CHICAGO (Reuters) - As Brexit looms, Kellogg Co and Mondelez International Inc are taking measures to protect Britons from a potential shortage of Pringles chips, BelVita biscuits and Milka chocolate.
With Britain at risk of leaving the European Union on March 29 without a divorce deal - known as a ‘hard’ Brexit - several big companies have begun to prepare for the disruption that could ensue.
Kellogg is opening new warehouses and stocking up on its snacks and cereals, hoping to mitigate damage from friction at the UK border and tariffs on imports, Chief Executive Steve Cahillane said in a recent interview.
Kellogg is also working with suppliers to make sure it has enough raw materials at its plants, Cahillane said ahead of CAGNY, a major food and consumer products event held this week in Boca Raton, Florida.
“We’re making plans and spending real money to mitigate impact. That’s things like opening new warehouses, building inventory, preparing ourselves in the best possible way,” Cahillane said.
Cahillane said Kellogg’s supply chain left it exposed. For instance, Pringles, the UK’s No. 2 chips (crisps) brand after PepsiCo Inc’s Walkers, are made in Belgium. Pringles, which could last up to 15 months in storage, banked UK retail sales of $342.6 million last year, according to Euromonitor.
In Europe, Kellogg’s cereal business - the biggest in Western Europe with a 23.2 percent share of the market last year - is sourced primarily from the UK, Cahillane said. Europe accounted for nearly 18 percent of Kellogg’s total sales in 2018.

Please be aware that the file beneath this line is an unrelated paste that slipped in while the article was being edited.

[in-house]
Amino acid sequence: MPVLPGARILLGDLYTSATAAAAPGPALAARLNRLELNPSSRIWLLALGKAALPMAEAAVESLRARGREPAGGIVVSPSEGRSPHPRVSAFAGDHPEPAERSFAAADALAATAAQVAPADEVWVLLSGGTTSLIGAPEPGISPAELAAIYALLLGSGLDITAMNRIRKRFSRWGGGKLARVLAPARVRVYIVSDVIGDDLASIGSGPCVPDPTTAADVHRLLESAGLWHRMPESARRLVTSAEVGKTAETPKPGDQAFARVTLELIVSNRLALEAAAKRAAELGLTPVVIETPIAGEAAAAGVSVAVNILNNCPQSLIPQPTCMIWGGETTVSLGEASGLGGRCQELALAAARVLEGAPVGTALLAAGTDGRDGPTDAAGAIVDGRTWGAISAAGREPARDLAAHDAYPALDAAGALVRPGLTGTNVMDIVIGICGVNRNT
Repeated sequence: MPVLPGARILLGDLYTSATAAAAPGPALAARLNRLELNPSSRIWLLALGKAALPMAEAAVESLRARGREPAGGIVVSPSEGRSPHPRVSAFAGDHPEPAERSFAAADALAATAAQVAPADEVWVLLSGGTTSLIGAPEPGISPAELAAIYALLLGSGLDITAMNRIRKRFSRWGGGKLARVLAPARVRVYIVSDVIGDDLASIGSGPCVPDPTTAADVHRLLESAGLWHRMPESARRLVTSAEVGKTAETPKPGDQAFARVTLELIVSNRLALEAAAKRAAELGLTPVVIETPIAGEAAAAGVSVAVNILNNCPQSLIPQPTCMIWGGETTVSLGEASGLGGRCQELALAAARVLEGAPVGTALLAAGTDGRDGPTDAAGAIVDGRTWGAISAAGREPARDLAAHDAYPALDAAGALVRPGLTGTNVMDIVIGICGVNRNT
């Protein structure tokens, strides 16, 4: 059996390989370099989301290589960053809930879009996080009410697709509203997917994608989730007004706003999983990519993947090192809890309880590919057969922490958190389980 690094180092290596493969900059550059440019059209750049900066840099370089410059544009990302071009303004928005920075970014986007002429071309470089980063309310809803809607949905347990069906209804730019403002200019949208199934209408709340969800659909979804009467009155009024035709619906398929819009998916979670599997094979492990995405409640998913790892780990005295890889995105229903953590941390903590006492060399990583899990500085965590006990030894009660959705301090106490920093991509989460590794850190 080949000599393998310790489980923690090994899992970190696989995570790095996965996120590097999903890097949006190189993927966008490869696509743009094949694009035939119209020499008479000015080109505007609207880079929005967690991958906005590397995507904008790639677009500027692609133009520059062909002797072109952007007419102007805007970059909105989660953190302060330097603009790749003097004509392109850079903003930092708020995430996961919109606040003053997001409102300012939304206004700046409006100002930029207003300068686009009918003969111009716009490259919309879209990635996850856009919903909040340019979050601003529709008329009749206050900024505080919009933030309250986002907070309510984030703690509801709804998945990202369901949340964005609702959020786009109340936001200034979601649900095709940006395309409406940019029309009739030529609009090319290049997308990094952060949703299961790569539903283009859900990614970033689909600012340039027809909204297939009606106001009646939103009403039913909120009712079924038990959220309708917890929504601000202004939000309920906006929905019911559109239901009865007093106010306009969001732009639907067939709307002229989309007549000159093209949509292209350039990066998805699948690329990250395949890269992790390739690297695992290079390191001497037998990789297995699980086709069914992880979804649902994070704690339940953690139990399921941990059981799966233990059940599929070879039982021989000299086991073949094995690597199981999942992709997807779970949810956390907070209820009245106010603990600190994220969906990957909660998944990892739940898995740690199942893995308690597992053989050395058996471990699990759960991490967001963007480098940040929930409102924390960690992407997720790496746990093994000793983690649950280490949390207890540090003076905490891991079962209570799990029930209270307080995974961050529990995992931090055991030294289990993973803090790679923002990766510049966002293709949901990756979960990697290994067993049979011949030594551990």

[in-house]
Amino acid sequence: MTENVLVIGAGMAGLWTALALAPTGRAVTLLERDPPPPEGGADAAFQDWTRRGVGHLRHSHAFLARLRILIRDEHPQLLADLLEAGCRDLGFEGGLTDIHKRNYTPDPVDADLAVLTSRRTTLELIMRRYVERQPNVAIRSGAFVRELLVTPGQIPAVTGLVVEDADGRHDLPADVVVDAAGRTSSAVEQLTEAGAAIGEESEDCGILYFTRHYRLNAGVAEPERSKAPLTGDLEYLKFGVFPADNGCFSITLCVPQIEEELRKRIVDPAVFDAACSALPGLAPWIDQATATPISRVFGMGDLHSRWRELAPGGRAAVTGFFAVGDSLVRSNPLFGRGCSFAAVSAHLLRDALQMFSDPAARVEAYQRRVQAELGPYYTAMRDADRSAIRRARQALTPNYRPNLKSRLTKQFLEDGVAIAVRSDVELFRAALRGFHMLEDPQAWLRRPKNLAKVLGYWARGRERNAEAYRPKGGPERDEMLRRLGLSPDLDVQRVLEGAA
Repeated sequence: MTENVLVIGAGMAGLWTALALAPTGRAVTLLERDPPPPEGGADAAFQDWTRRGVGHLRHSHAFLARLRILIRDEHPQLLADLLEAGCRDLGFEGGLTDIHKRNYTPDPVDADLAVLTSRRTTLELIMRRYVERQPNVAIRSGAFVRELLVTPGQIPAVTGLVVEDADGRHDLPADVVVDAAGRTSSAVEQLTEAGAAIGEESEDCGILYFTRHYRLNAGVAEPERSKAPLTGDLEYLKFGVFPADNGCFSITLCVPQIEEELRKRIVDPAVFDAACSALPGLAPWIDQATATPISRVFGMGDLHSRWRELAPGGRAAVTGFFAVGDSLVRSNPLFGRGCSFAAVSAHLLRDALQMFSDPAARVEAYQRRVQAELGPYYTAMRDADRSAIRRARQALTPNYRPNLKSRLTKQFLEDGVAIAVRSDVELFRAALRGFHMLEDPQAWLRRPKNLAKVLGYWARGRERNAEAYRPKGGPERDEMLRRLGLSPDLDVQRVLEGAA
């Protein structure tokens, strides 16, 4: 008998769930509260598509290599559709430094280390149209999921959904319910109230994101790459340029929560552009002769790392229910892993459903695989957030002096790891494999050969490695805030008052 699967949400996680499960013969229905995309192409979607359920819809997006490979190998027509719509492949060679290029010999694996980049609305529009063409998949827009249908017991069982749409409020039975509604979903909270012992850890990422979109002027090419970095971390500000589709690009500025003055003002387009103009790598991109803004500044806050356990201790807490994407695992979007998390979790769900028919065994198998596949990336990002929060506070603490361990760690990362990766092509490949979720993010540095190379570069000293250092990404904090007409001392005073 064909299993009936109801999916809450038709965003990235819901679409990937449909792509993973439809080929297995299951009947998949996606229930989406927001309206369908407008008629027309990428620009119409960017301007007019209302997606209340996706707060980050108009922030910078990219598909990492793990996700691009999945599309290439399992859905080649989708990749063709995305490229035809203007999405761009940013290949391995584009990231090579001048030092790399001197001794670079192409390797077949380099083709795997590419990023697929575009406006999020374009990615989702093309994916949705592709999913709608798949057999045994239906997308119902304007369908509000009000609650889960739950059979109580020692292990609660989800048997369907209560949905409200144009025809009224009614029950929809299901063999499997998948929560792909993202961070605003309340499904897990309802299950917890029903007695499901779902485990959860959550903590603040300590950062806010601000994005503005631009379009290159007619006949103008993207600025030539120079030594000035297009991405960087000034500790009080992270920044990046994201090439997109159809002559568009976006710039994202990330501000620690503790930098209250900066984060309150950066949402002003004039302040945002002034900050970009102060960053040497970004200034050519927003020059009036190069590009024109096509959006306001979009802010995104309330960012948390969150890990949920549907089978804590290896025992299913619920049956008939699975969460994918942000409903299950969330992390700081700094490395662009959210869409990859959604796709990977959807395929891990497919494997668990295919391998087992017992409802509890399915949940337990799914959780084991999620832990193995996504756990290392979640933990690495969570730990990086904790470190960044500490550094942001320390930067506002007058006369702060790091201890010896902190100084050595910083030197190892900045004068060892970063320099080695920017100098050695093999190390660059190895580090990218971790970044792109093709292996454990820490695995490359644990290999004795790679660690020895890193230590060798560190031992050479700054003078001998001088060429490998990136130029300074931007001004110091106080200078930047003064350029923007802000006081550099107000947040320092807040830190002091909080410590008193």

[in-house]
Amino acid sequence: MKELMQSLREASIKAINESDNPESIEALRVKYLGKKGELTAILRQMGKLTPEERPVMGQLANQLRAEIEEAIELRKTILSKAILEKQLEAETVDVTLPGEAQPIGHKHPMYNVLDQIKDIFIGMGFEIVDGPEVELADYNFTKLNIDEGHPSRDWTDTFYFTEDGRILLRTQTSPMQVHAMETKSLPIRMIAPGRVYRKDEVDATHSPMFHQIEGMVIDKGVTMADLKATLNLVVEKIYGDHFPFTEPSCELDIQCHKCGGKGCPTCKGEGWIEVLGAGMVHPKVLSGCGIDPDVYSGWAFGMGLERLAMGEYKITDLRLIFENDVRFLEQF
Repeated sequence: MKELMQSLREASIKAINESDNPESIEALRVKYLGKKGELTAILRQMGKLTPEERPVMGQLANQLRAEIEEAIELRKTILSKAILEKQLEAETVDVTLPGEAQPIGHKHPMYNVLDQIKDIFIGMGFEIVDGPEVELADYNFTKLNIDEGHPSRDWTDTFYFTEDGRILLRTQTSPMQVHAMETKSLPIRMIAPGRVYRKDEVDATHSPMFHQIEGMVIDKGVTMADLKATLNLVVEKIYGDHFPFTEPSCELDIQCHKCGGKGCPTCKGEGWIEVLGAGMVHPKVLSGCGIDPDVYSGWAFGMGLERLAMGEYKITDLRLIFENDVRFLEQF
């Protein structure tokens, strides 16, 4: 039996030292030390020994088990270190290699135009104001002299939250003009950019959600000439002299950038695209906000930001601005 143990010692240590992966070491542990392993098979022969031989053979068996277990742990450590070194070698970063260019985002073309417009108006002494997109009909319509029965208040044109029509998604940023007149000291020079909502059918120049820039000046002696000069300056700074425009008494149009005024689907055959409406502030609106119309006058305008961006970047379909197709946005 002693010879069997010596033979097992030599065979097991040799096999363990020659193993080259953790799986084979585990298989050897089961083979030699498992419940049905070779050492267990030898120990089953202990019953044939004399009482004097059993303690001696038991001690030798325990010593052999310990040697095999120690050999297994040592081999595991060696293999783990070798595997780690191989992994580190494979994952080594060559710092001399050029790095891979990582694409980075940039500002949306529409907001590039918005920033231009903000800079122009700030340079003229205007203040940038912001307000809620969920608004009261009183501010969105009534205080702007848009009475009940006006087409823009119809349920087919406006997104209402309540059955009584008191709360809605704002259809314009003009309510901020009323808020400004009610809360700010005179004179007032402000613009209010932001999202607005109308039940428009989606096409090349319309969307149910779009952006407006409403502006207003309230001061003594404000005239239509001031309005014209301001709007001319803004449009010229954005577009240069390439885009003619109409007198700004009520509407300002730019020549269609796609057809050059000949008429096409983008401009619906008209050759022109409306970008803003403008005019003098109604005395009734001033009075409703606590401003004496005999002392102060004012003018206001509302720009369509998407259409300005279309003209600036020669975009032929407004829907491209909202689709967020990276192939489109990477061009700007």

“In an EU environment that’s just fine, but in a customs environment, in a ‘hard Brexit’ environment, it’s going to change and we have to prepare ourselves for that.”
Mondelez, meanwhile, is preparing for a ‘soft’ Brexit, hoping that British and European lawmakers come to an agreement.
“Roughly, we’re expecting interruptions to product flow for three to four weeks,” CEO Dirk Van de Put told Reuters on Tuesday on the sidelines of the CAGNY conference.
Mondelez has increased warehousing and transportation capacity in the UK, and been stockpiling all its European-made products, which include BelVita biscuits and Milka chocolate, Van de Put said.
He added that Mondelez had no plans to raise prices for these products, but that a serious devaluation of the British pound could make European goods very expensive. “This could become a potential issue,” he said.
Reuters reported on Tuesday that Britons could face shortages of fresh food, price rises and less variety if the country leaves the European Union next month without agreeing to trade terms.
Earlier this month, Kellogg said $3 million in Brexit planning costs were partly to blame for lower fourth-quarter earnings. This compounded surging input costs that have plagued the packaged food industry over the past year. In addition, Kellogg has been spending more on advertising to boost demand for cereals among health-conscious consumers.
“Everyone has this problem. Kellogg’s competitors have it too. Brexit’s not their core problem,” said Jerry Storch, CEO of Storch Advisors, a U.S.-based consulting firm for retailers and consumer goods companies.
Anglo-Dutch consumer goods maker Unilever said in January that it was stockpiling ice creams in Britain and deodorants in continental Europe to guard against potential supply disruptions in the event of a no-deal Brexit.
Reporting by Richa Naidu; Editing by Steve Orlofsky and Tom Brown
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